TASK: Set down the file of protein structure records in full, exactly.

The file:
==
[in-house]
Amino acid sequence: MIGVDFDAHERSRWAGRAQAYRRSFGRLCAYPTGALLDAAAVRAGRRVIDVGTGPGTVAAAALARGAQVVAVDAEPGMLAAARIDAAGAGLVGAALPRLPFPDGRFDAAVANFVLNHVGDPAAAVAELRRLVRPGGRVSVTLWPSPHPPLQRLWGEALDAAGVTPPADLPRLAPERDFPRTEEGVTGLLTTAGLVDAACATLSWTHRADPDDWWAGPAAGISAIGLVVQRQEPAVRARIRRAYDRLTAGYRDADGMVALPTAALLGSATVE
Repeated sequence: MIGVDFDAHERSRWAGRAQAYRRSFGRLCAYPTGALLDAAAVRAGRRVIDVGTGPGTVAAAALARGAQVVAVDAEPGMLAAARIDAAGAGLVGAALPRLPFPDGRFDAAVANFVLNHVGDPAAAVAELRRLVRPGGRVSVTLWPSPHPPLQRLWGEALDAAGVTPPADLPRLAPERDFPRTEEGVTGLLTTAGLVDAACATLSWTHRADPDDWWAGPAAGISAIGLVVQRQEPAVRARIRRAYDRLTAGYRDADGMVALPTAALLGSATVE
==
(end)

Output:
[in-house]
Amino acid sequence: MIGVDFDAHERSRWAGRAQAYRRSFGRLCAYPTGALLDAAAVRAGRRVIDVGTGPGTVAAAALARGAQVVAVDAEPGMLAAARIDAAGAGLVGAALPRLPFPDGRFDAAVANFVLNHVGDPAAAVAELRRLVRPGGRVSVTLWPSPHPPLQRLWGEALDAAGVTPPADLPRLAPERDFPRTEEGVTGLLTTAGLVDAACATLSWTHRADPDDWWAGPAAGISAIGLVVQRQEPAVRARIRRAYDRLTAGYRDADGMVALPTAALLGSATVE
Repeated sequence: MIGVDFDAHERSRWAGRAQAYRRSFGRLCAYPTGALLDAAAVRAGRRVIDVGTGPGTVAAAALARGAQVVAVDAEPGMLAAARIDAAGAGLVGAALPRLPFPDGRFDAAVANFVLNHVGDPAAAVAELRRLVRPGGRVSVTLWPSPHPPLQRLWGEALDAAGVTPPADLPRLAPERDFPRTEEGVTGLLTTAGLVDAACATLSWTHRADPDDWWAGPAAGISAIGLVVQRQEPAVRARIRRAYDRLTAGYRDADGMVALPTAALLGSATVE